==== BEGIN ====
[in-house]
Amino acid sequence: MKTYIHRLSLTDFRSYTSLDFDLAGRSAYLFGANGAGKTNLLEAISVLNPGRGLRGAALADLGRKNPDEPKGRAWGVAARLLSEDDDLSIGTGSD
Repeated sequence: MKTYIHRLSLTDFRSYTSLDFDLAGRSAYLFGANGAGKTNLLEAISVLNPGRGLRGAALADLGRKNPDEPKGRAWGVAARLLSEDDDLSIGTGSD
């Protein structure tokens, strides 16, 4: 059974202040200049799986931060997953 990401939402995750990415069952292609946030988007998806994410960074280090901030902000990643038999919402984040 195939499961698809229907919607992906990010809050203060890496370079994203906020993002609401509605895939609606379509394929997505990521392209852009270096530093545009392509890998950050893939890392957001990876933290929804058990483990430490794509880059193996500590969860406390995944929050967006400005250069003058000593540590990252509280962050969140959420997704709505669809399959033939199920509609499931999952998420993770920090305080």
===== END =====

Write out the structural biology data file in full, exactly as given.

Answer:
[in-house]
Amino acid sequence: MKTYIHRLSLTDFRSYTSLDFDLAGRSAYLFGANGAGKTNLLEAISVLNPGRGLRGAALADLGRKNPDEPKGRAWGVAARLLSEDDDLSIGTGSD
Repeated sequence: MKTYIHRLSLTDFRSYTSLDFDLAGRSAYLFGANGAGKTNLLEAISVLNPGRGLRGAALADLGRKNPDEPKGRAWGVAARLLSEDDDLSIGTGSD
């Protein structure tokens, strides 16, 4: 059974202040200049799986931060997953 990401939402995750990415069952292609946030988007998806994410960074280090901030902000990643038999919402984040 195939499961698809229907919607992906990010809050203060890496370079994203906020993002609401509605895939609606379509394929997505990521392209852009270096530093545009392509890998950050893939890392957001990876933290929804058990483990430490794509880059193996500590969860406390995944929050967006400005250069003058000593540590990252509280962050969140959420997704709505669809399959033939199920509609499931999952998420993770920090305080």